Nearly 200 years after his death, Thomas Jefferson continues to fascinate and mystify scholars and the public alike. Recently, it seems that every aspect of his life and career, including a possible relationship with one of his slaves, has been put under the microscope. But Jefferson's interest in rhetoric, or discourse, has always been but a footnote before Jefferson and the Rhetoric of Virtue. In this volume, James L. Golden and Alan L. Golden undertake the first careful study of Jefferson's rhetorical philosophy and practice. They find that not only did Jefferson take a great interest in classical and modern students of rhetoric, but that he developed his own program for its study. They also discover that Jefferson viewed the study of discourse as a vehicle for upholding virtue. Jefferson's commitment to virtue, the authors argue, helps to explain his interest in rhetoric, just as a study of his rhetorical philosophy leads to a deeper understanding of his commitment to virtue. Golden and Golden discuss Jefferson's influences and education in rhetoric, how he came to be interested in the field, and the development of his philosophy on discourse. Supplemented by extensive primary source material, Thomas Jefferson and the Rhetoric of Virtue gives readers a first-hand account of Jefferson's understanding of virtue as viewed through his studies in rhetoric.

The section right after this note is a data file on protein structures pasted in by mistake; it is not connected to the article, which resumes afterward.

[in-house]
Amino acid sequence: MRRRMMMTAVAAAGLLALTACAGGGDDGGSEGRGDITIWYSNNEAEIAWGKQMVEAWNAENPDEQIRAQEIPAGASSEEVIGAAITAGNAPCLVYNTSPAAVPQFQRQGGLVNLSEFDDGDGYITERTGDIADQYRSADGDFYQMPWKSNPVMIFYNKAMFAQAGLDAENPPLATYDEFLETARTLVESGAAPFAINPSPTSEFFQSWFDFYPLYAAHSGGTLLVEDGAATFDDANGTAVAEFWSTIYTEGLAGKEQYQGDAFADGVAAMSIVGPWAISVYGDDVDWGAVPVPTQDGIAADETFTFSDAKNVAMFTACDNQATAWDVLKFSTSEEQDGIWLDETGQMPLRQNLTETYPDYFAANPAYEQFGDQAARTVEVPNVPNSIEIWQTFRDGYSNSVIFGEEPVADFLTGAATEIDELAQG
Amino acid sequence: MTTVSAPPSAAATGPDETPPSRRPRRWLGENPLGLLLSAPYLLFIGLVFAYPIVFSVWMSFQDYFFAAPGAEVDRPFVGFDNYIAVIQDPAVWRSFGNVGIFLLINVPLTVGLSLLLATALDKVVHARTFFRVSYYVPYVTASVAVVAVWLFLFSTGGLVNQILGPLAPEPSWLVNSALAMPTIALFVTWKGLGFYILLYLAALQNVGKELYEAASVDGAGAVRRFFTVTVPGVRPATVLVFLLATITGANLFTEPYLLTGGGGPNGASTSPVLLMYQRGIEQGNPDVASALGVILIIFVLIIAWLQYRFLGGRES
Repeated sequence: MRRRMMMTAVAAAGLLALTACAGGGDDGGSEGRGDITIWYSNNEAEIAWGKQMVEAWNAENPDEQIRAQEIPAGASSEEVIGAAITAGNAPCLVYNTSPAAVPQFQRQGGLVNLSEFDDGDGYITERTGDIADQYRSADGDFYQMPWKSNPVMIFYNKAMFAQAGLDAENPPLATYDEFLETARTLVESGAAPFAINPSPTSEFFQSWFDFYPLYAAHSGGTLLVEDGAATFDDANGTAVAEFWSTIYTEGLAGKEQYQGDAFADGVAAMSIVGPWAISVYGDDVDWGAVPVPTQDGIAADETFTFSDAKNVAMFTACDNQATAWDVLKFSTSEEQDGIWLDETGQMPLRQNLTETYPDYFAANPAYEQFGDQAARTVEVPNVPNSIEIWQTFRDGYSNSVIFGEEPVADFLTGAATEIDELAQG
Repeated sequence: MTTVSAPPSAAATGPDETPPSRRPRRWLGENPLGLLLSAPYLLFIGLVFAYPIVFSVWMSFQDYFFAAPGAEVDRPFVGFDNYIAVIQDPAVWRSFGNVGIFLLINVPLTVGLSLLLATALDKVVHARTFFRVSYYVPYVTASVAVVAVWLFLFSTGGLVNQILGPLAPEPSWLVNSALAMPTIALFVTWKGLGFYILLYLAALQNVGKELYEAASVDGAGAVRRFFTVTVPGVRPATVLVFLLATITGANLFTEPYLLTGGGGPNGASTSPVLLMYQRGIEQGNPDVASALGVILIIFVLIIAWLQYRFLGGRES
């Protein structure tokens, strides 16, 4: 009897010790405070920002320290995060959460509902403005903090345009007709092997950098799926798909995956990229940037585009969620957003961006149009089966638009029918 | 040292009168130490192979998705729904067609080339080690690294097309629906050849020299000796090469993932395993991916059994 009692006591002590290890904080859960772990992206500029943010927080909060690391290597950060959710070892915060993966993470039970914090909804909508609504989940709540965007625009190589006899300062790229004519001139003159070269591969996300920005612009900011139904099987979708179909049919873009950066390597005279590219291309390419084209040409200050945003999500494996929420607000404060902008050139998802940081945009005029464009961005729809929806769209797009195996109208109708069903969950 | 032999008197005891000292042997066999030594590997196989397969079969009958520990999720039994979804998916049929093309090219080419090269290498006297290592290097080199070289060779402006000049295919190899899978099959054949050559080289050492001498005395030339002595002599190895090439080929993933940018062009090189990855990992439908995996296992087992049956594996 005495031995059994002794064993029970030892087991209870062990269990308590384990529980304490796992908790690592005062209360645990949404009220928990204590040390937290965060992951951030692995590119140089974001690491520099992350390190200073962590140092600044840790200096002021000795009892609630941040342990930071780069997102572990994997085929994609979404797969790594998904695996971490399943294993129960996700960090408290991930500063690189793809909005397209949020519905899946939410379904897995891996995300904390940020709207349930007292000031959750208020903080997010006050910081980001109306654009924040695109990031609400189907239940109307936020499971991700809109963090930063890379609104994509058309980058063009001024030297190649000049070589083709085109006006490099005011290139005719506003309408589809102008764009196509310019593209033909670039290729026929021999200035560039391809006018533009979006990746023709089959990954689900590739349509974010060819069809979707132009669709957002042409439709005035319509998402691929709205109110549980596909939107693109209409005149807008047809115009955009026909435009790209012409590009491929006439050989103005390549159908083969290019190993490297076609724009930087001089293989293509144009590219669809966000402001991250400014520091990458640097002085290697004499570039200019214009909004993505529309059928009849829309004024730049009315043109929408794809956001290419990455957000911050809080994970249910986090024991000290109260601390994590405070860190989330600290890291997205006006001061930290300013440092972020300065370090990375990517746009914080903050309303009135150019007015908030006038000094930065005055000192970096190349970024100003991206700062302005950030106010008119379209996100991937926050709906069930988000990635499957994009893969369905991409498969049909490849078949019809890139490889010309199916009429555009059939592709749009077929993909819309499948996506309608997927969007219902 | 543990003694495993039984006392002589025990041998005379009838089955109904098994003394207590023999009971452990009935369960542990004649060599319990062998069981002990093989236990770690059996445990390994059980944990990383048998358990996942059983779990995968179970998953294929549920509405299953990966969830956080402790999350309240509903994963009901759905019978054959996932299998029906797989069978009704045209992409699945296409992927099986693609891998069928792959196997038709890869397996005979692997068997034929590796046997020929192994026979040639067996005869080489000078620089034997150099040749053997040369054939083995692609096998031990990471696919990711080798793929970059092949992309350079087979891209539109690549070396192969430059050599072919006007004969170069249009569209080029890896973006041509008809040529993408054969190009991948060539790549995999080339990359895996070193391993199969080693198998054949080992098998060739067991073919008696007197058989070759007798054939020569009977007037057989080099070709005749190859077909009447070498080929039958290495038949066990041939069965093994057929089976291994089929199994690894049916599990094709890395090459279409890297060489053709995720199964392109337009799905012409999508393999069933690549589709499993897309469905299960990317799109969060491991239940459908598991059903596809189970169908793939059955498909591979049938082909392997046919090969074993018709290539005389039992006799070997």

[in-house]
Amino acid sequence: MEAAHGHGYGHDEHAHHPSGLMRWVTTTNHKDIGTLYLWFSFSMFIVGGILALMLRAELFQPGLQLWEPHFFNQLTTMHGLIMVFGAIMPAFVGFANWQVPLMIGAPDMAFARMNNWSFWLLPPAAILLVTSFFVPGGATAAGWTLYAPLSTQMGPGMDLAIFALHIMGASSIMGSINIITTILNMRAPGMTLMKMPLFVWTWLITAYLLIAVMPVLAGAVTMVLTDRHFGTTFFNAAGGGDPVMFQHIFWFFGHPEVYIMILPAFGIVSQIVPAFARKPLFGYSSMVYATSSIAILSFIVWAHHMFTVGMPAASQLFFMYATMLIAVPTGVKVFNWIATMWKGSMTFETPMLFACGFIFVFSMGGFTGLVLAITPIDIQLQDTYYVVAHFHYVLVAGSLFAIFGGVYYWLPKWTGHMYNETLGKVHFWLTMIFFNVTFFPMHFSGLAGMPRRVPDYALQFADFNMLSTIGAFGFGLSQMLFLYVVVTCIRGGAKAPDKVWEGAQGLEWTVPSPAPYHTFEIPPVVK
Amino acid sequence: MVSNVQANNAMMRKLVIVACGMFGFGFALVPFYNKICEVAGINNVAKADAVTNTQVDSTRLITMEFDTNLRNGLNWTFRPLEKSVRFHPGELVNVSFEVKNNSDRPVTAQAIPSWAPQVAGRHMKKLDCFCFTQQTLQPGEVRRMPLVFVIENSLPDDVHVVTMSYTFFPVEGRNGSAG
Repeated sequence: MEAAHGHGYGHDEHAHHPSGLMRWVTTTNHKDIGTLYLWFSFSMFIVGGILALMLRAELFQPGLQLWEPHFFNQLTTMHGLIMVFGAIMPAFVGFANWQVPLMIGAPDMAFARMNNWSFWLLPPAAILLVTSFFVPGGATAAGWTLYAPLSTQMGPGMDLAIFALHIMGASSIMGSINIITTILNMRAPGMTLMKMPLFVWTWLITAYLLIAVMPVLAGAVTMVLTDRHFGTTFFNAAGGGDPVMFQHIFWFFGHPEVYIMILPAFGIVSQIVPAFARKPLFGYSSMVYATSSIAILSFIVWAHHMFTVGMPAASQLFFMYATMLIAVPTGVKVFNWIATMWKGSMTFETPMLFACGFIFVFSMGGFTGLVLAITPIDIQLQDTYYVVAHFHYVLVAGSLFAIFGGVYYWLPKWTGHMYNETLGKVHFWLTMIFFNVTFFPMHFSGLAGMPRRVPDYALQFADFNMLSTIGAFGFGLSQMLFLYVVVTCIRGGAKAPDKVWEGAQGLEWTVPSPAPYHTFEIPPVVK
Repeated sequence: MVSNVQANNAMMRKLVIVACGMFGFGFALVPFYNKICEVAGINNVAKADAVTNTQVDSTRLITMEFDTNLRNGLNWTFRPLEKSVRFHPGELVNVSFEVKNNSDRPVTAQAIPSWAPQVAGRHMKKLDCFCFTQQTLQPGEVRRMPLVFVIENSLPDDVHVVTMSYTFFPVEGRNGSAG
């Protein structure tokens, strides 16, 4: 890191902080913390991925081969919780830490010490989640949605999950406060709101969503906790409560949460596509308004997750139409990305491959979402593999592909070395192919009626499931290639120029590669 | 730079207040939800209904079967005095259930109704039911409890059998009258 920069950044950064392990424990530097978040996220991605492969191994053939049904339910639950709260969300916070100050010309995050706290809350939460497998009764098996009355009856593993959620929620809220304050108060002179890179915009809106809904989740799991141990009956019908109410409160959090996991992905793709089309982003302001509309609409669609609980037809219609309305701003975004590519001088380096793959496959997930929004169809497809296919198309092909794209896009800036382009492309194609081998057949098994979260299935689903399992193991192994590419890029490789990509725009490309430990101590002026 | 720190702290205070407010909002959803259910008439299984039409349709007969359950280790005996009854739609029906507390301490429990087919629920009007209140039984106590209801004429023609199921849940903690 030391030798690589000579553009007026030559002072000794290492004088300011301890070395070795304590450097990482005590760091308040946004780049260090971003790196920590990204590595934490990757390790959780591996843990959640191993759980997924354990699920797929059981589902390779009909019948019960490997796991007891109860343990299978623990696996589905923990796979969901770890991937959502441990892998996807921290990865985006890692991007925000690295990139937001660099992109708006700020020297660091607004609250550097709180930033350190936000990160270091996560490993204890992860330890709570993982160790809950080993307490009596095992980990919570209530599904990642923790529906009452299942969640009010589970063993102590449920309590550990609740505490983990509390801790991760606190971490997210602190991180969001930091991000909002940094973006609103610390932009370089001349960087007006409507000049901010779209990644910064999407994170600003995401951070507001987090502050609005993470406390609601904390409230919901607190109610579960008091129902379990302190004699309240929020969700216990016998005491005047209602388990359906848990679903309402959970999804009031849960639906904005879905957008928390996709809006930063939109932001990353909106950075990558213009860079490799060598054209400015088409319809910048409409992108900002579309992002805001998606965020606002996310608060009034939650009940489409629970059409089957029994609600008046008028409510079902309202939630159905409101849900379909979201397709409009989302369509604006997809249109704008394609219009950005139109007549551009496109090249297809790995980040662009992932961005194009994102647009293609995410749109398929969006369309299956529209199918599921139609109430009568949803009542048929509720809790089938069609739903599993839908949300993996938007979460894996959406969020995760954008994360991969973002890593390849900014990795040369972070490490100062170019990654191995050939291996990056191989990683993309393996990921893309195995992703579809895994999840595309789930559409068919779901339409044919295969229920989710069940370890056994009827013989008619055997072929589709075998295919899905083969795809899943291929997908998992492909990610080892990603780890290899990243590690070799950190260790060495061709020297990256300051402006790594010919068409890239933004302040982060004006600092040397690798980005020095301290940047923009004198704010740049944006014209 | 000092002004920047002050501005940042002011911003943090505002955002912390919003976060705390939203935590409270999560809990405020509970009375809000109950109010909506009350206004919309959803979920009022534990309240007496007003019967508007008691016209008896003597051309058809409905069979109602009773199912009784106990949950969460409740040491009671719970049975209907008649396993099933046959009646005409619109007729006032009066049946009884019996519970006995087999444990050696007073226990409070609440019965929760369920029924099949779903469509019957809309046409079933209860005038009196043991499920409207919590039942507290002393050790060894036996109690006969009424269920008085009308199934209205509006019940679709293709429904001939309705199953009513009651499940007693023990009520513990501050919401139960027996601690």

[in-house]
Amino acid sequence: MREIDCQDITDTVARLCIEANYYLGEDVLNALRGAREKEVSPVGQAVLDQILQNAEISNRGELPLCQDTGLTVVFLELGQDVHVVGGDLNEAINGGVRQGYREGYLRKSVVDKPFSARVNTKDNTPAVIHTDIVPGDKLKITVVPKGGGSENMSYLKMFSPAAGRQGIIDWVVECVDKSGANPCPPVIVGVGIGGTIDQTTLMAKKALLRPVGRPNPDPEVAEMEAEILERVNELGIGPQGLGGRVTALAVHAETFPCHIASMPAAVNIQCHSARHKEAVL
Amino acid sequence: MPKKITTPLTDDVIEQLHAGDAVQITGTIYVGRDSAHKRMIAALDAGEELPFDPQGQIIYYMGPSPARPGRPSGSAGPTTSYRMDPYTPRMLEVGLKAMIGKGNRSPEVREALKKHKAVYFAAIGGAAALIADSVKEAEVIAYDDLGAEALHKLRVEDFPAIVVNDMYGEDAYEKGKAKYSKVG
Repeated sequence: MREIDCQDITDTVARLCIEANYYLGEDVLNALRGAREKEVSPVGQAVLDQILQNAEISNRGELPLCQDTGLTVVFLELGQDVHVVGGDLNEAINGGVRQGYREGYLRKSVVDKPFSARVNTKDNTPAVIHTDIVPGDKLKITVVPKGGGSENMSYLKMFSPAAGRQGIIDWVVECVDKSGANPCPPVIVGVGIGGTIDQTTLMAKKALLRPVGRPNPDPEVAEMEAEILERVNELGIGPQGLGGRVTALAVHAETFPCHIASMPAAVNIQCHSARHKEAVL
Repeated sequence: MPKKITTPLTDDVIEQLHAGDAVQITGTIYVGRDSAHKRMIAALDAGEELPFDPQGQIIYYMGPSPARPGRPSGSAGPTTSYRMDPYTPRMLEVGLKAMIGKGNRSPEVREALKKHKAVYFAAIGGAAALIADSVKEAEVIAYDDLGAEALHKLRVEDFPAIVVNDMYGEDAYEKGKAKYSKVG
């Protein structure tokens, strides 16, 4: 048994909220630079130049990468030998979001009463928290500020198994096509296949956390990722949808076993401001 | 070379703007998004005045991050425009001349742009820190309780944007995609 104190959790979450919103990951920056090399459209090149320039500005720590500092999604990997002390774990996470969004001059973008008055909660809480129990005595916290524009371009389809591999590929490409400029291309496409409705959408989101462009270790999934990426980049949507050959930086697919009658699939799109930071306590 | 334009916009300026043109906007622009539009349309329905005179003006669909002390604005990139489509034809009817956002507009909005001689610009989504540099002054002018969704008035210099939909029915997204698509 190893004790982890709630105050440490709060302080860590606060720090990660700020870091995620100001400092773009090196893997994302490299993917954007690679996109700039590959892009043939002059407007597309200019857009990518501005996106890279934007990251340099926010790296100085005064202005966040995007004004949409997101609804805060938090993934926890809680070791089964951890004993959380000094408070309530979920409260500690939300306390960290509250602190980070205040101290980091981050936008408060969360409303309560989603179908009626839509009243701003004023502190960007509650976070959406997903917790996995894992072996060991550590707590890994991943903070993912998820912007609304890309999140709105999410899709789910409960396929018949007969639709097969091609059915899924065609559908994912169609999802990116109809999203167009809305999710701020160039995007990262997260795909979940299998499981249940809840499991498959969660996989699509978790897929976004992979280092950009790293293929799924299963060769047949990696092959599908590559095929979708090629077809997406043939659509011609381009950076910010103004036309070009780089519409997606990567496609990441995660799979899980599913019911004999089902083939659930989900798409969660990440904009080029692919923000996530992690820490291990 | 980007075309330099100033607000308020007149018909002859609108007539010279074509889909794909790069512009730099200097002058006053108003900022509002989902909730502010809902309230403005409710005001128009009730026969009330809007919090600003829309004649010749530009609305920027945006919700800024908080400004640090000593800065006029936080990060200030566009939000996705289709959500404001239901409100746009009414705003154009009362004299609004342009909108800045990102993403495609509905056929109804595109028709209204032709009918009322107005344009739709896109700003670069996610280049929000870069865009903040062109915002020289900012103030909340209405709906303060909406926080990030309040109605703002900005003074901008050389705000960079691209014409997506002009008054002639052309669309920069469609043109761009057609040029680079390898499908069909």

The late James L. Golden was emeritus professor of rhetoric and political communication in the School of Journalism and Communication at Ohio State University. The late Alan L. Golden was associate professor of history at Lock Haven University of Pennsylvania.
Part 1 Jefferson's Philosophy of the Rhetoric of Virtue Chapter 2 Introduction of Jefferson to the World of Rhetoric Chapter 3 The Role of Virtue in Discourse Chapter 4 Principles of Argumentation and the Generation of Understanding Chapter 5 Social Affections and the Stimulation of the Imagination and the Passions Chapter 6 Channeling the Message Chapter 7 Private Discourse and Poetics Chapter 8 Political Communication Chapter 9 Forms of Professional Discourse Part 10 Jefferson as Practitioner of the Rhetoric of Virtue Chapter 11 Conversationalist and Letter Writer Chapter 12 Polemicist During the Revolutionary War Era Chapter 13 Select Public Addresses, 1781-1801 Chapter 14 Legal Advocate Chapter 15 Historical Writer and Social Commentator Chapter 16 Critic of Orators and Oratory Chapter 17 Critic of Non-Oratorical Forms of Public Address Chapter 18 Jefferson, African-Americans, and Slavery Chapter 19 Postscript Chapter 20 Appendix: Thomas Jefferson's Scrapbooks